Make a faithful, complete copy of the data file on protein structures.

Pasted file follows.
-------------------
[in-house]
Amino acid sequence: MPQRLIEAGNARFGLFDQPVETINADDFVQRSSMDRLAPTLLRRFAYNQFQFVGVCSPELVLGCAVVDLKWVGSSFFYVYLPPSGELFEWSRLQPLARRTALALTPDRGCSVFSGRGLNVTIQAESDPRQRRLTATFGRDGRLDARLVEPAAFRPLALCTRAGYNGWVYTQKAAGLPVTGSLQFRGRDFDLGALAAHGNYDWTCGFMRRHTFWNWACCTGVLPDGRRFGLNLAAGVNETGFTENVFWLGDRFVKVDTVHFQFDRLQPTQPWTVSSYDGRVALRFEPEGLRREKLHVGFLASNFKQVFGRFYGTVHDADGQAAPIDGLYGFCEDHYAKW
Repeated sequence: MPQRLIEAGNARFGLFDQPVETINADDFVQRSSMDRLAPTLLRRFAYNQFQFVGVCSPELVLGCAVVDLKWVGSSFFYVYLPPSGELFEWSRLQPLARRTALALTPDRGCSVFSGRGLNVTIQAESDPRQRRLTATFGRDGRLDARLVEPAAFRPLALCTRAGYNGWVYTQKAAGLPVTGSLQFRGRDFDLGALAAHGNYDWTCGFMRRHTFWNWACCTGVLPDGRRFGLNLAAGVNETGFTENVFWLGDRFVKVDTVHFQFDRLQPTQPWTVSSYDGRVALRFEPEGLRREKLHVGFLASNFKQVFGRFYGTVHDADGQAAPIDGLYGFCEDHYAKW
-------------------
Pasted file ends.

[in-house]
Amino acid sequence: MPQRLIEAGNARFGLFDQPVETINADDFVQRSSMDRLAPTLLRRFAYNQFQFVGVCSPELVLGCAVVDLKWVGSSFFYVYLPPSGELFEWSRLQPLARRTALALTPDRGCSVFSGRGLNVTIQAESDPRQRRLTATFGRDGRLDARLVEPAAFRPLALCTRAGYNGWVYTQKAAGLPVTGSLQFRGRDFDLGALAAHGNYDWTCGFMRRHTFWNWACCTGVLPDGRRFGLNLAAGVNETGFTENVFWLGDRFVKVDTVHFQFDRLQPTQPWTVSSYDGRVALRFEPEGLRREKLHVGFLASNFKQVFGRFYGTVHDADGQAAPIDGLYGFCEDHYAKW
Repeated sequence: MPQRLIEAGNARFGLFDQPVETINADDFVQRSSMDRLAPTLLRRFAYNQFQFVGVCSPELVLGCAVVDLKWVGSSFFYVYLPPSGELFEWSRLQPLARRTALALTPDRGCSVFSGRGLNVTIQAESDPRQRRLTATFGRDGRLDARLVEPAAFRPLALCTRAGYNGWVYTQKAAGLPVTGSLQFRGRDFDLGALAAHGNYDWTCGFMRRHTFWNWACCTGVLPDGRRFGLNLAAGVNETGFTENVFWLGDRFVKVDTVHFQFDRLQPTQPWTVSSYDGRVALRFEPEGLRREKLHVGFLASNFKQVFGRFYGTVHDADGQAAPIDGLYGFCEDHYAKW